Are the NBL’s new salary rules creating a “caste system” ?

Are the NBL’s new salary rules creating a “caste system” ?

The new NBL salary cap rules are in full effect.


With NBL teams now able to sign more imports and more marquee players than ever before there seems to be a growing trend in this offseasons player movements.


NBL teams in capital cities with big budgets so far have been able to sign marquee talent like Kevin Lisch (who signed with Sydney), Daniel Kickert and Adam Gibson (both signing with Brisbane), yet it seems the leagues smaller market teams are being left out in the cold.


The league’s first big signing of the off-season saw Illawarra, who had hoped to re-sign their club MVP Kevin Lisch, lose him to a lucrative offer made by the Sydney Kings and their new ownership AEG Ogden (who also own the LA Kings, Ontario Reign and Manchester Monarchs).


daniel kickert adam gibson


Next we saw the Brisbane Bullets hit the ground running by signing Daniel Kickert to a number which rival team Melbourne United weren’t prepared to match. Shortly after they paired him with two-time NBL champion in Adam Gibson (and if all rumors are correct his Adelaide teammate Anthony Petrie).


The Sydney Kings have also locked in Julian Khazzouh, Jeromie Hill, Jason Cadee to team with the aforementioned Kevin Lisch. It’s believed that former NBA star Josh Childress will also return for a third year if he is unsuccessful in returning to NBA.


The New Zealand Breakers have been active by securing big man Alex Pledger for three years and will soon announce they have been able to lure homegrown hero Kirk Penney back for Breakers legend Paul Henare’s first season controlling the team.


Melbourne United, who already have 54% of it’s roster signed, sealed and delivered should announce this week the signatures of Chris Goulding (supposedly to a $400k per year deal), Stephen Holt (who will be signed as an Asian player, not an import), New Zealand Breakers Player of the Year Cedric Jackson and maybe, just maybe, the John Hancock of a healthy Nathan Jawai.


This incredible recruitment class would join Todd Blanchfield, Majok Majok, Igor Hadziomerovic, Nate Tomlison, Owen Odigie and Chris Patton at United in what will surely be a championship or bust season for them.


In comparison there have been next to no movement from some of the smaller market teams around the league.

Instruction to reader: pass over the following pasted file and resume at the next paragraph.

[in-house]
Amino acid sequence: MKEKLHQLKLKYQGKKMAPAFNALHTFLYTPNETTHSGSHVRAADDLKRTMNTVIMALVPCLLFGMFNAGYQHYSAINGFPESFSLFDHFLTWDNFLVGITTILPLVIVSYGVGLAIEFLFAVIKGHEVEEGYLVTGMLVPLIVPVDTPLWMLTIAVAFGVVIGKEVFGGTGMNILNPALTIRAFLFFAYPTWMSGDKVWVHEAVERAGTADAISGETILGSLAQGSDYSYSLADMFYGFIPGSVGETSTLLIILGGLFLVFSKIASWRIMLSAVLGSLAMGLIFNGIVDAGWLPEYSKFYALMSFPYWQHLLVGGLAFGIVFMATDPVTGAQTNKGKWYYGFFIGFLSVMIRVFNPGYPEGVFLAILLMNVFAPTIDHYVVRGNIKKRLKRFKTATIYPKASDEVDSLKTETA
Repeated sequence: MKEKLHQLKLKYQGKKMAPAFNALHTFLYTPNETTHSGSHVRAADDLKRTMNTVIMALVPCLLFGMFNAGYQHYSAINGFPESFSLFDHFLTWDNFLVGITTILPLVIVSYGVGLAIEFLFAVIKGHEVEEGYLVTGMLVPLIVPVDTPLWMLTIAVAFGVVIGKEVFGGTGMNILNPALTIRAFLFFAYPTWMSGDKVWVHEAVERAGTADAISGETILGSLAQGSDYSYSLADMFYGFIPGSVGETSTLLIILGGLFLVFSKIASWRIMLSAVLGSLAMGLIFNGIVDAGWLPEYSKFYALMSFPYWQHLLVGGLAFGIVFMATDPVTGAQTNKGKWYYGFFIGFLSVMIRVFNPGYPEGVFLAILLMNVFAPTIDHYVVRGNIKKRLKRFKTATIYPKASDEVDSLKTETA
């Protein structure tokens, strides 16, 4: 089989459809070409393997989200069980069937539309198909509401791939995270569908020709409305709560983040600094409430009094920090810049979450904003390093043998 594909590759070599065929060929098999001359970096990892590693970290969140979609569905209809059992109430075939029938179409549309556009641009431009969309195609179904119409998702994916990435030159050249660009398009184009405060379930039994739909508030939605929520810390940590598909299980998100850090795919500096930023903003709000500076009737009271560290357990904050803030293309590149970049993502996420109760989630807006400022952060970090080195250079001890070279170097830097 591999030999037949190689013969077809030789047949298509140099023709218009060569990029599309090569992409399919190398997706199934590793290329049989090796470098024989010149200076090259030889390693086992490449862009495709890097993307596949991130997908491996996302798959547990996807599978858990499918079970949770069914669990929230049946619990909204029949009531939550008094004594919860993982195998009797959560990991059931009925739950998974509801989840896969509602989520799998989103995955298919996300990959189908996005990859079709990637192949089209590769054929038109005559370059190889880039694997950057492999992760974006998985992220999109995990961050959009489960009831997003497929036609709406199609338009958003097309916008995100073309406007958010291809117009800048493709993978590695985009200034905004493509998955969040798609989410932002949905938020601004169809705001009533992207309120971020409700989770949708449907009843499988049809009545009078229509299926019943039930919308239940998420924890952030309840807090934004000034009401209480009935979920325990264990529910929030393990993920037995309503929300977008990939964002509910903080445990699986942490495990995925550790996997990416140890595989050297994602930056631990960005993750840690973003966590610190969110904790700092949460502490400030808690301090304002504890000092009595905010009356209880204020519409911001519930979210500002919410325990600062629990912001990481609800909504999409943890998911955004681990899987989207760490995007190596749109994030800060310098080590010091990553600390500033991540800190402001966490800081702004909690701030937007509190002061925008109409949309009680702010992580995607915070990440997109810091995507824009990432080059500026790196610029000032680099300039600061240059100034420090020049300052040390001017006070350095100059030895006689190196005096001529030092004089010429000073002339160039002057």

Townsville have  yet to announce a decision on Nick Kay, Mitch Young and Leon Henry, who all currently have contracts with options already in place, let alone any big name talent.


Cairns have made no moves as yet but were lucky enough to ink their players to multi-year deals before the league announced the new rules which would allow players to receive drastically higher pay cheques then before. Cameron Gliddon, Stephen Weigh, Cam TRagardh, Alex Loughton and Mark Worthington are already locked in place, however from our discussions with Aaron Fearne on the podcast the Snakes plan to get a lot younger this year but so far no moves have been done to address that.


aj ogilvy illawarra vs townsville


And finally Illlawarra, who by signing AJ Ogilvy to a three-year deal made the number of rostered players for 2016/17 equal one. This coupled with the loss of Lisch, most likely Rhys Martin (as well known target of the Bullets) and soon Penney, the club is certainly depleted. In season’s past it’s been well documented that the Hawks do not spend the full amount allowed by the league on it’s player so currently it’s very uncertain how and from where they will recoup this talent from.


Is this all coincidence or is a clear trend creating a “caste” system within our league? The numbers below show an interesting story.


Number of Contracted Players Per Team

Melbourne (6)

Adelaide (5)

Cairns (5)

Sydney (4)

New Zealand (4)

Perth (3)

Townsville (2)

Brisbane (2)

Illawarra (1)


We are set for what will be the most talented NBL season in a many years, but it’s clear the landscape is sure to change with the new salary cap rules.


Will the smaller market teams be able to lure many quality free agents once Sydney, Brisbane and Melbourne start to close their wallets or will the bank accounts of the league’s big market teams be able to “pay for a title”.


That’s why we play the game… let’s wait and see.




Dan BoyceAuthor: Dan Boyce (366 Posts)

Dan Boyce is a die-hard Sydney Kings fan who grew up in Melbourne during the roaring 90's of Australian Basketball and spent far too much time collecting Futera NBL Basketball cards